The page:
Also, change your swimsuit quickly after getting out of the water. Wash your skin in seawater that is known to not have jellyfish larvae present. (Washing the skin in freshwater or vinegar immediately after leaving the water can make the bites worse.)

Gently pat your skin dry (don’t rub) and wash all bathing suits after wearing.

Sea lice bites can range from a nuisance in adults to the cause of nausea, fever, and more severe symptoms in children. While the rash typically goes away with time and isn’t contagious, you may wish to try over-the-counter treatments, like hydrocortisone creams, to reduce itching. If that doesn’t work, check out these other great remedies for itching.

Last medically reviewed on August 22, 2018

How we reviewed this article:

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  • Rossetto AL, et al. (2015). Seabather’s eruption: Report of fourteen cases.
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Sea Lice Bites

Sea lice bites are actually jellyfish larvae stings that form a rash after you swim in the ocean.

After swimming in warm ocean waters, some bathers discover a red itchy rash on the skin under their bathing suit. Some people call the critters that gave them this rash “sea lice.” But they’re not lice at all. They’re thimble jellyfish larvae.

Real sea lice are parasites that feed on the blood of salmon and other fish. They don’t bite humans. For some reason, though, in the 1950s, residents of coastal areas began to call the stings of jellyfish larvae “sea lice bites.” The name just stuck. But that’s not the only name. Some doctors call the skin irritation “seabather’s eruption.”

The jellyfish larvae that cause this condition float in the ocean. When they swim up under your bathing suit, they get stuck and release stinging toxins. It’s the same thing full-grown jellyfish do, but it hurts a lot less. The toxins trigger your immune system. That’s what causes the bumpy rash. Here are some things you should know before your next jaunt in the ocean.

What Do the Stings Look and Feel Like?

Jellyfish larvae sting from small, very itchy red bumps on your skin. The bumps may change into blisters.

The rash typically appears between 4 and 24 hours after your swim. You might feel a slight prickling sensation in the water when the larvae release their toxins.

You’ll often see the rash on areas of your body that your bathing suit covers. You might also find spots on your arms, legs, neck, and in your armpits.

Sea Lice vs. Swimmer’s Itch

This rash looks a lot like a swimmer’s itch. But they’re not the same thing.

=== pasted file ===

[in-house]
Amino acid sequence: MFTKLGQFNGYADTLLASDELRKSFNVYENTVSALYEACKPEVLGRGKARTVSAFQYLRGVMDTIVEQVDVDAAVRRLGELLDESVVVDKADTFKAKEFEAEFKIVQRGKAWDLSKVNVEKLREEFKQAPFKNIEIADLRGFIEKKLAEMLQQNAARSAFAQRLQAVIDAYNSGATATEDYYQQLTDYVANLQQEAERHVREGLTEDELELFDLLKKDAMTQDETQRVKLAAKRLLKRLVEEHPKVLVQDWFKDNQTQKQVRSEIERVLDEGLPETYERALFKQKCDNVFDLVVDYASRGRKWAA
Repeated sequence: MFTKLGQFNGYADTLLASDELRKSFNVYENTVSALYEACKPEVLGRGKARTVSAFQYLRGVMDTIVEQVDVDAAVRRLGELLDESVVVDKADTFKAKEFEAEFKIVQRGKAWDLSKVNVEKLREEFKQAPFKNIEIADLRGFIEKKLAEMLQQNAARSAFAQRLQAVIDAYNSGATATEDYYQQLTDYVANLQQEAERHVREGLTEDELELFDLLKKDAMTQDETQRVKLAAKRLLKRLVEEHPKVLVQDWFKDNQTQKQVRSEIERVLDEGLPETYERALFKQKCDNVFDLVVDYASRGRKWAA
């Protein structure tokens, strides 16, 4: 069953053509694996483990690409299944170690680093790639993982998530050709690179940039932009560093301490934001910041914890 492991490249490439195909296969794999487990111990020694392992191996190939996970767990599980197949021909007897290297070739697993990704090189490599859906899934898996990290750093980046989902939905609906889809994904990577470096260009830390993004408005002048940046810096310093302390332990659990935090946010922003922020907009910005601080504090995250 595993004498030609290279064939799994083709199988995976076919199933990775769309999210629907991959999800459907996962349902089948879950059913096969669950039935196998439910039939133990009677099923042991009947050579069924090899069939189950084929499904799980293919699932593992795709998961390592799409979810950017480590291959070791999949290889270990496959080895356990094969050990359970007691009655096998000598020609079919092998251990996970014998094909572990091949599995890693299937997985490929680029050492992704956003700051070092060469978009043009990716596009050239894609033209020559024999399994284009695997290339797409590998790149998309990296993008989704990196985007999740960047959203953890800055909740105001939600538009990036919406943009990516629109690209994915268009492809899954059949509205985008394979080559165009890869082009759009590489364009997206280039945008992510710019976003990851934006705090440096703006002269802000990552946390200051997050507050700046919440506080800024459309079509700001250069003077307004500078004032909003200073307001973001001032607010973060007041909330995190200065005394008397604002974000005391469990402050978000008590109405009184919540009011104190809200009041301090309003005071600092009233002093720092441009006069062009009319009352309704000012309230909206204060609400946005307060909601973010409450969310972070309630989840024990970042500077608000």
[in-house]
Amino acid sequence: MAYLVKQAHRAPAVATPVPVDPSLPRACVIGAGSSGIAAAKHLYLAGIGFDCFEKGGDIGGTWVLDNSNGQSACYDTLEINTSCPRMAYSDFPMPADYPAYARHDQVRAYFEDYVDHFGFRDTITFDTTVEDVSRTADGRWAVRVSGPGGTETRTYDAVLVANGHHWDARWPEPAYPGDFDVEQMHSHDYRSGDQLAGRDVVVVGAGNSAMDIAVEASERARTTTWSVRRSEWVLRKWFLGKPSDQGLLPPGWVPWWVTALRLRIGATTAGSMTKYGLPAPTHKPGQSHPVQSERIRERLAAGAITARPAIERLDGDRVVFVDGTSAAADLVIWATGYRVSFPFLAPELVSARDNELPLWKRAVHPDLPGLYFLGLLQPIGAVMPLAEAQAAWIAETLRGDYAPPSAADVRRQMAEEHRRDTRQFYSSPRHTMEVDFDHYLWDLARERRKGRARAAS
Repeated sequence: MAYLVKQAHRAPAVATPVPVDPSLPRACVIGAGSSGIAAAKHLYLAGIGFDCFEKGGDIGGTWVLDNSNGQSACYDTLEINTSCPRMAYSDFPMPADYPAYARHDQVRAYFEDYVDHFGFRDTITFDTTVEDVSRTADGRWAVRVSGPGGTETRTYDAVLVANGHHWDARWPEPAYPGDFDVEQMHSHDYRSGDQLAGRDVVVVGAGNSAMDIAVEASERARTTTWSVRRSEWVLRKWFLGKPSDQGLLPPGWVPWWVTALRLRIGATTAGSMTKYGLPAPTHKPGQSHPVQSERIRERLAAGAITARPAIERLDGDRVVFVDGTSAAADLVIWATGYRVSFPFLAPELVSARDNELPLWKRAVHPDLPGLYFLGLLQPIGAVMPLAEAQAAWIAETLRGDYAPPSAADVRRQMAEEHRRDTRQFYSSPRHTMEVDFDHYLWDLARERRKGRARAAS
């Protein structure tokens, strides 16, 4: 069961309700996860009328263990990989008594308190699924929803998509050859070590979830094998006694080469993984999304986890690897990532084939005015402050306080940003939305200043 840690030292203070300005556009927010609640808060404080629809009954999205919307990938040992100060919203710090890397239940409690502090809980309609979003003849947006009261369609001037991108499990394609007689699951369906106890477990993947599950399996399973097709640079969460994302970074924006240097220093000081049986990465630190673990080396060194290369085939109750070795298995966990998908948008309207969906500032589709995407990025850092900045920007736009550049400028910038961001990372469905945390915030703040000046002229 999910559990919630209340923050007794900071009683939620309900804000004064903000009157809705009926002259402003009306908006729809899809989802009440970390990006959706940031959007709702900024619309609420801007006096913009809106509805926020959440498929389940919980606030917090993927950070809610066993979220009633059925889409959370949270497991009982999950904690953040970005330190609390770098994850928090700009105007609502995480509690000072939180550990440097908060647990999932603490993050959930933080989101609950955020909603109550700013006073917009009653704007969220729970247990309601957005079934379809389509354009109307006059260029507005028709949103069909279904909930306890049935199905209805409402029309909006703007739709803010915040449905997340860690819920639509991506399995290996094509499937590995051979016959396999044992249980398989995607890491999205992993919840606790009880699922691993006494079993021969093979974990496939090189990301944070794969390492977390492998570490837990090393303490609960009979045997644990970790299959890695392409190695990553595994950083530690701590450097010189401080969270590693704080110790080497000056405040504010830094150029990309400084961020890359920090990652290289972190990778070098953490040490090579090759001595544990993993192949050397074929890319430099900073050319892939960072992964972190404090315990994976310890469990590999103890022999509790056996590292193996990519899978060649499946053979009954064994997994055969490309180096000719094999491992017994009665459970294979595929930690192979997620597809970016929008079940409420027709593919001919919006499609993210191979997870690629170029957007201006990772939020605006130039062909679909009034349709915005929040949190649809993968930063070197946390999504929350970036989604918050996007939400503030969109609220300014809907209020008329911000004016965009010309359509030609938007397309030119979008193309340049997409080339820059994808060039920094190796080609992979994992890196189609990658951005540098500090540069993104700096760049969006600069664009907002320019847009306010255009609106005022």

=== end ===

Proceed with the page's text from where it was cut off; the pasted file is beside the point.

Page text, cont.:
• In swimmer’s itch, infected snails release tiny parasites into the water. Those critters burrow under your skin and cause an itchyallergic reaction.
  • The rash usually forms on skin that’s outside your bathing suit. And you’ll only get it in freshwater such as lakes.

What Other Symptoms Do They Cause?

In adults, an intensely itchy rash is often the only symptom. Children can have more body-wide symptoms like:

How Long Does the Rash Last?

Usually, the rash fades within two weeks. In some people, it can stick around for a few extra weeks.

Are Jellyfish Larvae Toxins Harmful?

Jellyfish larvae toxins aren’t dangerous to healthy people. Rarely, do children with allergies or a weakened immune system have a more severe reaction. Take your child to the doctor if she has a fever and chills along with the rash.

How Do You Treat the Rash?

Swimmers use a variety of home remedies to relieve the itch of “sea lice,” including rubbing alcohol and meat tenderizer. But there’s no evidence these work. Lice treatments won’t help either, since it’s not really like you’re dealing with.

An antihistamine pill or steroid cream can help relieve the itch. If you have a more severe case, your doctor may prescribe a steroid pill or shot. You can also apply colloidal oatmeal cream or calamine lotion to soothe the itch while the rash heals.

How to Avoid the Rash

The only way to avoid stings is to stay out of the water during peak season. Use caution if you swim or dive along the coast of Florida or the Caribbean between May and August. That’s when jellyfish release their larvae into the water.

Even the best precautions when you swim in these areas may not protect you. Jellyfish larvae are as small as specks of black pepper, and just as hard to see when they float in the ocean. And you may not see any larger adult jellyfish nearby.

Protect yourself when you dive by wearing a wetsuit. Don’t wear a t-shirt or one-piece bathing suit into the ocean, because it can trap the larvae inside. Bathing suits made from tightly woven fabrics are better at keeping out jellyfish larvae than loosely woven fabrics.

Remove your wetsuit or bathing suit when you get out of the water, and rinse off in the shower. The more exposure you have to the jellyfish larvae toxins, the worse the rash will get. Wash your bathing suit in hot water and put it in the dryer to kill any larvae trapped in the fabric.


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Alaska Department of Fish and Game: “What Are Sea Lice?”

CDC: “Swimmer’s Itch FAQs.”

Divers Alert Network: “Debunking the Sea Lice Myth.”

Florida Department of Health: “Sea Lice or Seabather’s Eruption.”

Medscape: “Seabather’s Eruption.”

StatPearls: “Seabather’s Eruption.”

  • Medical Reviewer: Debra Jaliman, MD